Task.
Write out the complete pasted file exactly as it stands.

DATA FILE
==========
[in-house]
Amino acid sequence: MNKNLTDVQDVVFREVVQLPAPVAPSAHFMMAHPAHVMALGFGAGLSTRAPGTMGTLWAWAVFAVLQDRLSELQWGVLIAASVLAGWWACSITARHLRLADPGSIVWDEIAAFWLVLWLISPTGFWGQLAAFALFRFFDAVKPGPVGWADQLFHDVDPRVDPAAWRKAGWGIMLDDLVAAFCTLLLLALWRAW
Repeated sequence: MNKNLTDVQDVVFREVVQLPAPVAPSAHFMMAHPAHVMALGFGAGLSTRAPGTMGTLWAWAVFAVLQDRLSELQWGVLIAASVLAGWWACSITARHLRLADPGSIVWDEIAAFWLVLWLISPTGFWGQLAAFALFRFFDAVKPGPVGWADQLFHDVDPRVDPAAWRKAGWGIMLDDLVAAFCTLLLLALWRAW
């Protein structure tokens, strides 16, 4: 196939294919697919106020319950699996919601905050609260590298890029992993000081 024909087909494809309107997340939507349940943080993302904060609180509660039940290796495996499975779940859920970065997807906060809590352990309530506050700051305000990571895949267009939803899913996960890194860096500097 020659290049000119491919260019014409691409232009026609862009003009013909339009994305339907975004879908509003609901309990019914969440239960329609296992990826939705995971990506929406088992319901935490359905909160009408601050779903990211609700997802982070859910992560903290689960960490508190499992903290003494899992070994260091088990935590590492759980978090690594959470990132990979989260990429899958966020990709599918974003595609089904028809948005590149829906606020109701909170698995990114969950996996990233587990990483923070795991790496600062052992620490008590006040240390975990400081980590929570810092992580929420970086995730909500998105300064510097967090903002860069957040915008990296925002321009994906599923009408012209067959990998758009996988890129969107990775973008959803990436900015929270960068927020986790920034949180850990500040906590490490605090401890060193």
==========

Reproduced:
[in-house]
Amino acid sequence: MNKNLTDVQDVVFREVVQLPAPVAPSAHFMMAHPAHVMALGFGAGLSTRAPGTMGTLWAWAVFAVLQDRLSELQWGVLIAASVLAGWWACSITARHLRLADPGSIVWDEIAAFWLVLWLISPTGFWGQLAAFALFRFFDAVKPGPVGWADQLFHDVDPRVDPAAWRKAGWGIMLDDLVAAFCTLLLLALWRAW
Repeated sequence: MNKNLTDVQDVVFREVVQLPAPVAPSAHFMMAHPAHVMALGFGAGLSTRAPGTMGTLWAWAVFAVLQDRLSELQWGVLIAASVLAGWWACSITARHLRLADPGSIVWDEIAAFWLVLWLISPTGFWGQLAAFALFRFFDAVKPGPVGWADQLFHDVDPRVDPAAWRKAGWGIMLDDLVAAFCTLLLLALWRAW
């Protein structure tokens, strides 16, 4: 196939294919697919106020319950699996919601905050609260590298890029992993000081 024909087909494809309107997340939507349940943080993302904060609180509660039940290796495996499975779940859920970065997807906060809590352990309530506050700051305000990571895949267009939803899913996960890194860096500097 020659290049000119491919260019014409691409232009026609862009003009013909339009994305339907975004879908509003609901309990019914969440239960329609296992990826939705995971990506929406088992319901935490359905909160009408601050779903990211609700997802982070859910992560903290689960960490508190499992903290003494899992070994260091088990935590590492759980978090690594959470990132990979989260990429899958966020990709599918974003595609089904028809948005590149829906606020109701909170698995990114969950996996990233587990990483923070795991790496600062052992620490008590006040240390975990400081980590929570810092992580929420970086995730909500998105300064510097967090903002860069957040915008990296925002321009994906599923009408012209067959990998758009996988890129969107990775973008959803990436900015929270960068927020986790920034949180850990500040906590490490605090401890060193």